Take Advantage of Peer Knowledge & Experience
Donahue doesn’t claim to be “reinventing any wheels” with the OPPD fleet’s fuel cost-savings initiatives. Indeed, he said, “There are many fleets out there like OPPD. Certainly, there are many much higher profile fleets that are doing great things. There are many others that aren’t so high profile that are doing great things as well. We all know the challenges and face many of the same issues, day to day and year to year.”
He and his team have found nearly all their fellow fleet industry professionals generously share their experiences to help each other out.
“I would encourage fellow fleets to continue to reach out to the many available fleet communities out there to learn from each other and be active in going after these important fleet issues,” he concluded. “There are many opportunities to go after idle time and cut fuel usage.”
Utility Uses Wide Range of Fuel Cost-Cutting Measures
The Omaha Public Power District’s fleet team, headed by Mike Donahue, CAFM, manager of transportation and construction, has implemented a wide variety of initiatives to cut fuel costs, an effort Donahue sees as ongoing well into the future. Among the measures the fleet has implemented are:
- Use of biodiesel (B-20) since 1993. “Makes sense given our farm-belt location,” Donahue observed.
- A growing fleet of hybrid and plug-in vehicles, primarily passenger cars and SUVs. In addition to Toyota, Ford, Chevrolet, and International models, the fleet awaits delivery of Ford C-Max Energi and Fusion Energy plug-in extended range hybrids for assignment to supervisors. The fleet’s Chevrolet Volt averages more than 100 mpg.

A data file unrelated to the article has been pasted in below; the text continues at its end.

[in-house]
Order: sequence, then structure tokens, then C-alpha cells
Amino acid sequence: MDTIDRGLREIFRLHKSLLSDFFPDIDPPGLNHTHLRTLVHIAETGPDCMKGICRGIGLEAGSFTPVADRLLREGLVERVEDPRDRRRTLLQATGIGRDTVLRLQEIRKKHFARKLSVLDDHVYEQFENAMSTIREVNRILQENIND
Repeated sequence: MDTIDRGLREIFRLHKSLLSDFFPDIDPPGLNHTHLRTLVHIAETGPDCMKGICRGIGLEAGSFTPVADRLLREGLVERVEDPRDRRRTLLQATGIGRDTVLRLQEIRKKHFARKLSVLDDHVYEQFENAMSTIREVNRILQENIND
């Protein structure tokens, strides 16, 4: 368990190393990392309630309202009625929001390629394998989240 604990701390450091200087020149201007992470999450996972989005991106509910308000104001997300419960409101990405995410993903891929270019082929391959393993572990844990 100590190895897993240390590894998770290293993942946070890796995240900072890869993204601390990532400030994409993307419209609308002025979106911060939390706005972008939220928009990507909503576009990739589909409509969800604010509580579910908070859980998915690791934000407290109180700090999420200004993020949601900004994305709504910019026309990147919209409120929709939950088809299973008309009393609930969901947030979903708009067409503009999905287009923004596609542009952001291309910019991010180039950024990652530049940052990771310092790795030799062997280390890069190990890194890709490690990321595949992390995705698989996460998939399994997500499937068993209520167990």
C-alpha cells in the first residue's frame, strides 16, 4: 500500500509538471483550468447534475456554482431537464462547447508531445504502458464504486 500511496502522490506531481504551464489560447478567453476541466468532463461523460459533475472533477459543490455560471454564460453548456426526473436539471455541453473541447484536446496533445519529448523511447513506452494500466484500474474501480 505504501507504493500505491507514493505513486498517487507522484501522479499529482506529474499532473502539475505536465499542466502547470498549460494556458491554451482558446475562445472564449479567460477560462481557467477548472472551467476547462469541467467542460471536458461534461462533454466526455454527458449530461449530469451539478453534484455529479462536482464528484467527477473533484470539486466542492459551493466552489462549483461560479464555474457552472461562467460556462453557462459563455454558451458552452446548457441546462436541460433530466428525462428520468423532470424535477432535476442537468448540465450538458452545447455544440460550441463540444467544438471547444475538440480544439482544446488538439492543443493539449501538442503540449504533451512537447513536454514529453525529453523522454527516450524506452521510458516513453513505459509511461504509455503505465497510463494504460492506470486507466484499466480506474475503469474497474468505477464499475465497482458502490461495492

- An electric vehicle charging station, installed at the fleet’s main garage, for use with the new Ford plug-in hybrid units.
- A single fuel card system for internal and external fuel transactions.
- Annually locked-in bulk fuel prices. The strategy helps in budget planning, said Donahue. The practice has leveled out fuel costs and generally has benefitted OPPD over the past five years.
- Ongoing fleet right-sizing analysis. The targets are underutilized units to be pooled, shared, or traded, and units that can be downsized, eliminated, or repurposed. So far, efforts have resulted in a 40-50 unit reduction.
- Automated pool system to handle light-duty vehicle pools at two main fleet sites.
- A telematics solution, planned for the near future, to track driver/vehicle location, behavior, maintenance diagnostics, odometer and hour readings, etc.
Implementing these steps, OPPD has seen improved fuel management; better fuel economy; fleet reductions; unit replacements with smaller, more fuel-efficient engines or with smaller vehicles in general; increased pool size; and better fleet utilization.
Fuel Wasted in Idling Engines
|Medium & Heavy-Duty Vehicles|
|Idling Fuel Use (gal/h)|
|RPM||AC off||AC 50%||AC on|
|Idling Fuel Use|
|Engine Size (liters)||gal/h (no accessories)|
These tables show how much fuel idling engines use. For larger vehicles, locate your engine idling RPM and the percentage of time you use air conditioning while idling to determine how much fuel idling consumes. For light-duty vehicles, determine idling fuel use by engine size.
This article originally appeared in Government Fleet Magazine - June 2013.
See all comments